09:22 GMT +320 October 2019
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    An undated artist's concept shows the test vehicle for NASA's Low-Density Supersonic Decelerator (LDSD), designed to test landing technologies for future Mars missions

    NASA Parachute Fails to Inflate During Mars Mission Prep Test

    © REUTERS / NASA
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    A test of NASA’s Low-Density Supersonic Decelerator (LDSD), designed to slow spacecraft for future human landings on Mars, ended with a parachute malfunction.

    WASHINGTON (Sputnik) – NASA completed the second LDSD flight test on Monday with its saucer-shaped craft splashing down in the Pacific Ocean off the coast of the Hawaiian island of Kauai.

    "Two experimental decelerator technologies – a supersonic inflatable aerodynamic decelerator [inflatable cushion] and a supersonic parachute – were tested. The supersonic inflatable aerodynamic decelerator deployed and inflated. The supersonic parachute also deployed; however, it did not perform as expected," NASA said in a Monday blog post on its official website.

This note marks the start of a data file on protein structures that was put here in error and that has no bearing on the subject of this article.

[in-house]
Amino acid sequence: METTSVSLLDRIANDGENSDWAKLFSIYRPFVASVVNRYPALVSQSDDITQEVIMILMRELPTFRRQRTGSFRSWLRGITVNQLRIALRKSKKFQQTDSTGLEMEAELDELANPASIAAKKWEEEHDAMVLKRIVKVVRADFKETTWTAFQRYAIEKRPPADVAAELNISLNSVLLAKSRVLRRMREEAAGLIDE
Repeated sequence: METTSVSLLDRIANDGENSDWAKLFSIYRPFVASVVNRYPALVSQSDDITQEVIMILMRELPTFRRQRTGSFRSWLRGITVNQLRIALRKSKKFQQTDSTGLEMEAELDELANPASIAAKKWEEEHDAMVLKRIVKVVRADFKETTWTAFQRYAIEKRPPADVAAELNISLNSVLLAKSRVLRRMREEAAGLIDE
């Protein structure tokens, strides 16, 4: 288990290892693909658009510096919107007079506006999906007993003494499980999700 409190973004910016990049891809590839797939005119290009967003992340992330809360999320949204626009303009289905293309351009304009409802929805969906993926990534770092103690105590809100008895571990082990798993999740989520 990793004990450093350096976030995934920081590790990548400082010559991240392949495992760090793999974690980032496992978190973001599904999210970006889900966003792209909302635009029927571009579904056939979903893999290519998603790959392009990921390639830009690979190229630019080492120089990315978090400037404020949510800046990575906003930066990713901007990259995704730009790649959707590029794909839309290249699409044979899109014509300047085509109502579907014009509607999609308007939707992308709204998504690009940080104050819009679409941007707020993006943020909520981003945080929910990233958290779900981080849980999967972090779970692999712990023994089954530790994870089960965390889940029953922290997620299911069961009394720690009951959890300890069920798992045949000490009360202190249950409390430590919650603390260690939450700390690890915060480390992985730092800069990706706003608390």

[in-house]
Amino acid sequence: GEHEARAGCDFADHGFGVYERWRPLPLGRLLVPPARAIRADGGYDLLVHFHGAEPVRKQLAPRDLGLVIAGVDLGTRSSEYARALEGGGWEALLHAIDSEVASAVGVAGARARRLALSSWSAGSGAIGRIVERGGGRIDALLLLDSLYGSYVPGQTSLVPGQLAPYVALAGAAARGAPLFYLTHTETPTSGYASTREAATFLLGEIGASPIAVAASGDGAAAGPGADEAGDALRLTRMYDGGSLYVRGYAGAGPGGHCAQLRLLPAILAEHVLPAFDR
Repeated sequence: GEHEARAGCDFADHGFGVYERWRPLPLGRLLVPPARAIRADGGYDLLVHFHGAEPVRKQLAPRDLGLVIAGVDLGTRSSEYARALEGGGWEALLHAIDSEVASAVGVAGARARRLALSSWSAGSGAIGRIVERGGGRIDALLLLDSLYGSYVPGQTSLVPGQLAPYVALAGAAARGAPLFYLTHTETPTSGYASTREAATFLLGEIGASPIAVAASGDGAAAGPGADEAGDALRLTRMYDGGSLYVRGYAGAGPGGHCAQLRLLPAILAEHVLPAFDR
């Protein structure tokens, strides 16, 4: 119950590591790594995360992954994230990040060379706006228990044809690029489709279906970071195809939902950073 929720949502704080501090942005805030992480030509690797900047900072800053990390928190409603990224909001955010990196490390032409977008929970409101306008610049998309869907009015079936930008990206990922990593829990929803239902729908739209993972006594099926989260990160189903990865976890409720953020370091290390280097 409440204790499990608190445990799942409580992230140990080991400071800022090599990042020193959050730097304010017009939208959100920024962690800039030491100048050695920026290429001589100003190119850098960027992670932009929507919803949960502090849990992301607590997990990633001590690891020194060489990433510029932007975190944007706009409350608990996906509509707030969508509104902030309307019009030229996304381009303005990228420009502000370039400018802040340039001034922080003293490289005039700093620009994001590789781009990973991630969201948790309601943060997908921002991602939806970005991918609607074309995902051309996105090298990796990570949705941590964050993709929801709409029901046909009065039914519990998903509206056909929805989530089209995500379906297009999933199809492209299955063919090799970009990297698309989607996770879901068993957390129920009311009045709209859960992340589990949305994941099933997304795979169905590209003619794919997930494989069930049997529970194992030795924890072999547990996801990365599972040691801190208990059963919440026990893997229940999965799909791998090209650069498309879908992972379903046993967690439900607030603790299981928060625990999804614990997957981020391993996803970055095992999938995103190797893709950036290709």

Meanwhile NASA’s Twitter post released after the test said that the parachute "did not inflate."

    Data from the test will be used to improve the technology, NASA said on its website, adding that it will organize a conference to review the test on Tuesday.

    NASA’s first LDSD flight test, conducted last year, ended with a parachute malfunction as well.

    NASA’s LDSD technology is crucial for future human missions to the Red Planet as it aims to enable the landing of heavier payloads on Mars. Current NASA technologies limit Mars payloads to about a ton, which is not enough to deliver the equipment required for a human mission.

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    Low-Density Supersonic Decelerator (LDSD), NASA
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